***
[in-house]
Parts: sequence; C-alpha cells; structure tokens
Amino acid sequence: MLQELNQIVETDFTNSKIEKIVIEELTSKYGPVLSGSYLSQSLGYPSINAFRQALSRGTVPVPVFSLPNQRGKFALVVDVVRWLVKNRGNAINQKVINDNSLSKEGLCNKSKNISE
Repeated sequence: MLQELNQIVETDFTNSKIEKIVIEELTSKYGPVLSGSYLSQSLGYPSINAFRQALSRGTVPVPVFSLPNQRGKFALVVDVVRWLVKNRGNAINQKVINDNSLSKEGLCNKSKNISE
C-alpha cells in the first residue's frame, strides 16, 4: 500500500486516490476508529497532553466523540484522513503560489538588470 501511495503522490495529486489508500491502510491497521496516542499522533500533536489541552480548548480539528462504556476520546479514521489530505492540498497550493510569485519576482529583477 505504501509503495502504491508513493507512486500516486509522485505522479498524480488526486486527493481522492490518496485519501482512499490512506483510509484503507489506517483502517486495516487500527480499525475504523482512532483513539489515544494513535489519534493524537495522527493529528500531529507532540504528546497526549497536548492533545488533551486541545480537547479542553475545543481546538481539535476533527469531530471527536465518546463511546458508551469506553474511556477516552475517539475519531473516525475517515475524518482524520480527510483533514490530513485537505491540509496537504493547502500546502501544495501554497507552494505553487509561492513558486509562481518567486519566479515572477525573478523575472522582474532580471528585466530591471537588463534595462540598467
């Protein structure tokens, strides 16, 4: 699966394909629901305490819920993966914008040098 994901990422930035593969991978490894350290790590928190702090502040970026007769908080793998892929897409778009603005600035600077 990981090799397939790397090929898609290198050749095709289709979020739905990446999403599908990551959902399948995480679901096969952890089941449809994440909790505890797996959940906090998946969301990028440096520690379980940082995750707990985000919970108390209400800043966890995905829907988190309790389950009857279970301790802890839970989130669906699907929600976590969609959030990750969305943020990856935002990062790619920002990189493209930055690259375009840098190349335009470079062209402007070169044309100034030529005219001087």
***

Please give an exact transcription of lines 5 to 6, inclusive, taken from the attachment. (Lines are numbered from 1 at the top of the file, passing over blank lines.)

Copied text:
C-alpha cells in the first residue's frame, strides 16, 4: 500500500486516490476508529497532553466523540484522513503560489538588470 501511495503522490495529486489508500491502510491497521496516542499522533500533536489541552480548548480539528462504556476520546479514521489530505492540498497550493510569485519576482529583477 505504501509503495502504491508513493507512486500516486509522485505522479498524480488526486486527493481522492490518496485519501482512499490512506483510509484503507489506517483502517486495516487500527480499525475504523482512532483513539489515544494513535489519534493524537495522527493529528500531529507532540504528546497526549497536548492533545488533551486541545480537547479542553475545543481546538481539535476533527469531530471527536465518546463511546458508551469506553474511556477516552475517539475519531473516525475517515475524518482524520480527510483533514490530513485537505491540509496537504493547502500546502501544495501554497507552494505553487509561492513558486509562481518567486519566479515572477525573478523575472522582474532580471528585466530591471537588463534595462540598467
């Protein structure tokens, strides 16, 4: 699966394909629901305490819920993966914008040098 994901990422930035593969991978490894350290790590928190702090502040970026007769908080793998892929897409778009603005600035600077 990981090799397939790397090929898609290198050749095709289709979020739905990446999403599908990551959902399948995480679901096969952890089941449809994440909790505890797996959940906090998946969301990028440096520690379980940082995750707990985000919970108390209400800043966890995905829907988190309790389950009857279970301790802890839970989130669906699907929600976590969609959030990750969305943020990856935002990062790619920002990189493209930055690259375009840098190349335009470079062209402007070169044309100034030529005219001087």